The question I get all the time is 'what does QJ stand for?' Truth is, it stands for whatever you want. Is it my real name? Yes. Is it on my passport? Yes. Next question!

Empathy is a good thing

I have to disagree vehemtly with Mr Levitt about the interviewing process and pre-screening of ethnic names. He speaks like such an outsider! I worked at a companies ( I am Latino or "Hispanic" born in the USA) where HR would pass out resumes and departments would rule out interviwing decisions not based on resumes for even entry level jobs but because of last names only. It was not based on racism, according to Levitt on the radio - it would not matter because a racist company would not hire them if they got an interview black skin or not anyway so they should look for work in another demographic, maybe working with the black demographic.. I almost spit out my water! He said something like someone in that group could work well with someone looking for African-American sub-group and a white person would not. Oh that's like black actors can work in black sponsored films and white people can't. That's why when you see a person of color in a blockbuster you know they will be the best! It's a hard school to get into...

Let's say someone went to Oakland High School. I was told when I tried to hire a new graduate to file when I was a supervisor 18 years ago in Oakland, right near Oakland high not to hire anyone from Oakland High to filem I said why not? Well I did anyway, I said how they are supposed to get jobs! Skills test, no attitude had conversation, she chewed gum in the interview and I told her, dont chew gum n the interview and explained that to her she ran & threw it outm she didn't know but she listened. She was 17 years old, give her a chance!. She could learn. She was bright. She just didn't know YET duh and it was entry level and she worked hard. If everyone ruled out a high school or a name assuming that it would not work out, is this the problem in America? This was 18 years ago!...did we create this problem! She was lucky I was taught by my family to give people a chance. It's pretty easy to do.

Okay on the name theory, Steve Levitt says that it does not matter. Steve Levitt postulates that it is not the name that mattersm it is racism on NPR re-podcast tonight. Without any discussion from the moderator they seem to make this point that if an employer is racist it is better not to waste the time of the applicant anyway because once he or she gets there they wil ot get hired anyway since it is a racist company anyway. Such fatalism! Why bother. Learned helplessness. WHOA! So no matter if the brightest most articulate person showed up with an ethnic name, there is no way an employer would be pleasantly surprised? First of all, if my manager would have thrown out that resume, that young girl would not have had her first job out of high school. She got "in the door! She rried harder than most people and I explained it to her normally like a teacher would and she watned to work and learn. Employers are more afraid that the ethnic person that walks into the door will FIT their stereotype and they also may be cowards and watch too many new shows that focus on the bad that happens. If someone walked into the door wth a professional proposal that blew them away, it may just change their minds. I can't believe he said that ! In my own experience as manager in borh large and small companies, it's just that people don't want to waste their time but not everyone is that way. In a small company they will admit it, in a big company they will be politically correct. Everybody deserves a chance. Everyone knows that geting n the door is half the battle so to say to some interviewee that they are better off not wasting their time (hey they are looking for a job and not worried about what elitist names to give their children -sorry couldn't help it :) I am glad that your family did not change their name. Hopefully you did not change your name from Levitan to Levitt because it was better for your children. Boy you should listen to what you are saying to someone. You are assuming that everyone that goes for an interview is going for a high echelon job. I can't believe that you got away with these comments n the interview.. somethng like "Maybe a black person would be better served in an area that worked with his own community and a white person would not ...did you really say someting like that?" Let's just all go hang out in our white and black worlds, the Islam and Jewish world and the born again Christian world and the intellectual bourgeoisie. I would like the latter but I don't think it really exists in the practical realm. We are talking about real people here. I am glad they had someone come after you. If you are teased mercilessly about your name particularly if you are the only person of your ethnic group in an area and are bullied -somehow the cowards are the worse bullies and don't empathize with anyone. Maybe I am overly sensitive but having been bullied myself they think it is funny.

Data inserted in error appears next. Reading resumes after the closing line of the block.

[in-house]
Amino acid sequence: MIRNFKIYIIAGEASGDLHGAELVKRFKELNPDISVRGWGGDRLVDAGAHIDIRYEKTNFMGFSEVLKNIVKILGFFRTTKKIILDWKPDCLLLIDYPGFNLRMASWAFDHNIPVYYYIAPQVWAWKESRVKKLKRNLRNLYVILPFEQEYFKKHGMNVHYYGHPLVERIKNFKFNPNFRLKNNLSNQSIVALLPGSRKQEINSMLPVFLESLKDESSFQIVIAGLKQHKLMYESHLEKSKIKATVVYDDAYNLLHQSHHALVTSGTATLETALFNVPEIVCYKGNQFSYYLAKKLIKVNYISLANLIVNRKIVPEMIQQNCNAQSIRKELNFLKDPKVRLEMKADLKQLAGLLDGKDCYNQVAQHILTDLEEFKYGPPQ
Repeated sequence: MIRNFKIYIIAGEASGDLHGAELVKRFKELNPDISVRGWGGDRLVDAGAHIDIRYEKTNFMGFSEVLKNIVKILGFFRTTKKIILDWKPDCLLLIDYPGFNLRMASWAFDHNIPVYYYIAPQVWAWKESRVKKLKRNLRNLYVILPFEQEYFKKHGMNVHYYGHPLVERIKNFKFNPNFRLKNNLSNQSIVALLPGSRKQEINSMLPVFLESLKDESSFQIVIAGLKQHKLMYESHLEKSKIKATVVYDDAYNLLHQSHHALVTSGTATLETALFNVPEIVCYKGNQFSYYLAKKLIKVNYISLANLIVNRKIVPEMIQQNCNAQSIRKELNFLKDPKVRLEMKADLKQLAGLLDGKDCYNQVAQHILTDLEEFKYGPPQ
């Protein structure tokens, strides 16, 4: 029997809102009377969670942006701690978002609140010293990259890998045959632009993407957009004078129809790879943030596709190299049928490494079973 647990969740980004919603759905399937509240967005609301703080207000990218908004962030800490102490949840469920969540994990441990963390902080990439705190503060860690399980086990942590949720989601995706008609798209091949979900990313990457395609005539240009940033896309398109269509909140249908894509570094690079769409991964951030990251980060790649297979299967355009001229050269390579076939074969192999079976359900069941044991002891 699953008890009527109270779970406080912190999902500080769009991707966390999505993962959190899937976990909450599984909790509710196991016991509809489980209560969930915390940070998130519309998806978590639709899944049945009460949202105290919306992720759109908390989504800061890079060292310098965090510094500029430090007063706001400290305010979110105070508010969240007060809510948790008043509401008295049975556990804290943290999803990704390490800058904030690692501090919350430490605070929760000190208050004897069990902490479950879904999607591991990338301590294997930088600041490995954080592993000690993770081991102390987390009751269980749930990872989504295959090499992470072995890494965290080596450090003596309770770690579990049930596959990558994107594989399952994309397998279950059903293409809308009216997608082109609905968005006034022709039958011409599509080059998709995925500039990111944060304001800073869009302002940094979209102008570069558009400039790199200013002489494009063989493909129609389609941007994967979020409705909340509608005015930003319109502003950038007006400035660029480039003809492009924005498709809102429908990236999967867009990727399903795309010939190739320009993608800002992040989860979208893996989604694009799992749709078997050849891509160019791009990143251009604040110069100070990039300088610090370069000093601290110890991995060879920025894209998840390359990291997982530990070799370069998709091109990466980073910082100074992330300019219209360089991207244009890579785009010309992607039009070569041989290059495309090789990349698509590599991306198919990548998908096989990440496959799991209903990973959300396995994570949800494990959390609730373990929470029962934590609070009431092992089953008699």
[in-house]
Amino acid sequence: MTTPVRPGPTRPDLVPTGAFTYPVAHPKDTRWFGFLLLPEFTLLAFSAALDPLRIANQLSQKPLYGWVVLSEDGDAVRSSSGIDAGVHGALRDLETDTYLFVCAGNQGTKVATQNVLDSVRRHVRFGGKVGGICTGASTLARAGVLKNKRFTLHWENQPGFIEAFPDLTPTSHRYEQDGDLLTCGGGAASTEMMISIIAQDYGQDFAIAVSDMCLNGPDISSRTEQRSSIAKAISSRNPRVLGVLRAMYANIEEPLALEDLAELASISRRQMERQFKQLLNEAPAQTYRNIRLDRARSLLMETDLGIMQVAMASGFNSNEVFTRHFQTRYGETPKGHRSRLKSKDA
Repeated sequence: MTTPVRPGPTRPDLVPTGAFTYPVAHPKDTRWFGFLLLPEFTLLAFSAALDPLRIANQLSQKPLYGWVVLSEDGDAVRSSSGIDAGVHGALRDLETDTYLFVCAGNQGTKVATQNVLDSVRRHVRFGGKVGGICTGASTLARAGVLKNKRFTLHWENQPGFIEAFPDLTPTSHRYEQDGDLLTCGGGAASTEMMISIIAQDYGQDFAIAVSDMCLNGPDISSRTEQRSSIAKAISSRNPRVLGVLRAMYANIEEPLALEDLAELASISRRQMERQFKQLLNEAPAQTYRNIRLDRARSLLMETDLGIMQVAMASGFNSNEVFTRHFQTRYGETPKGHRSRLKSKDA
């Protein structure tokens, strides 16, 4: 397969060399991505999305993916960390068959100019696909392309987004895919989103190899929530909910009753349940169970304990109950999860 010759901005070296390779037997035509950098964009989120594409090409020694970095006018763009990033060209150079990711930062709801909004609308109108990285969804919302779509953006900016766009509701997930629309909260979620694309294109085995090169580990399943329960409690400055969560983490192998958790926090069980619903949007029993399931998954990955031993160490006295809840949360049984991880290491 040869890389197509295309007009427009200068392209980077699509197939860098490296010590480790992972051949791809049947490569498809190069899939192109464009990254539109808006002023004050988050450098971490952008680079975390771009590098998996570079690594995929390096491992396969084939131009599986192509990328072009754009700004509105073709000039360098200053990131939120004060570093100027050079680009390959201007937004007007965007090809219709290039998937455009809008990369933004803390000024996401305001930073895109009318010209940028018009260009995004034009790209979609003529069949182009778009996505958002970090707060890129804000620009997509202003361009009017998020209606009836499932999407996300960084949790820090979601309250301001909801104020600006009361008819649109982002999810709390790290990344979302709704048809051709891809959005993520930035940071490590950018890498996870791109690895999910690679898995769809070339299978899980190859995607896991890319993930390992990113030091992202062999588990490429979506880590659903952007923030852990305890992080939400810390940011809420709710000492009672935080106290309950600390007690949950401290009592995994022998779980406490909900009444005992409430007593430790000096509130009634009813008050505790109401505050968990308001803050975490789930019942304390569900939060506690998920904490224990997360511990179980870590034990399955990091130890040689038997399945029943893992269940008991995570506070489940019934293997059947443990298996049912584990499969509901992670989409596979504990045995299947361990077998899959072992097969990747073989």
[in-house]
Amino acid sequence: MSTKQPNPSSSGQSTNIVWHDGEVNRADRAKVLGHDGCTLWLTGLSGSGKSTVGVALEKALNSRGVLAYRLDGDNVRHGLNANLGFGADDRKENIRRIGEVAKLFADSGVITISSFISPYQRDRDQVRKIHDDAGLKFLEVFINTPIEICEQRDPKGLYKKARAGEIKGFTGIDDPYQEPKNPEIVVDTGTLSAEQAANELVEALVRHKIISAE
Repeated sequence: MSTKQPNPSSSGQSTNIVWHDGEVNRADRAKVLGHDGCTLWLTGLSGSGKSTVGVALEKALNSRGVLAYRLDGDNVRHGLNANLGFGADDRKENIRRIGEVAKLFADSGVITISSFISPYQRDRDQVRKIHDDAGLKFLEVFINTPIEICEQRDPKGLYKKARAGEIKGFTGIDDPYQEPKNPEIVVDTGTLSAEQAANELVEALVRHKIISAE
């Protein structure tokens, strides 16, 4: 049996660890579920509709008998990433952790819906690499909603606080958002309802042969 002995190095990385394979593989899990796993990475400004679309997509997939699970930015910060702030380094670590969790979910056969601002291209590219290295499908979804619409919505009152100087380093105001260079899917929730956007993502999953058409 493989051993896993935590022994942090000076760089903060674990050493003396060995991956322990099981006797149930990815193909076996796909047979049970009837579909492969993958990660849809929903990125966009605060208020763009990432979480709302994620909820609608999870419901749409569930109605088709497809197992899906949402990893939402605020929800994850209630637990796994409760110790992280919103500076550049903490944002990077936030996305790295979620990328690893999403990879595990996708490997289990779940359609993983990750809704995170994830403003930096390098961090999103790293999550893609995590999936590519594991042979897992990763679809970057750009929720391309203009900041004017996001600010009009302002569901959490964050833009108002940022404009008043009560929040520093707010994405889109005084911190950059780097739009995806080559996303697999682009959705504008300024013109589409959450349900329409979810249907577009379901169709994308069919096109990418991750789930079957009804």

Paul Otterson

This sounds interesting

Keylan Taylor

i hope this help

Teto Kasane

I don't really understand completely how names affect a personality.


I guess your name does affect your future. I will always remember the day in highschool when a sophomore who I had met a few days before told me that she only remembered my name because it was a white name.




Checkmate's a scam site anyway. Stay off of it.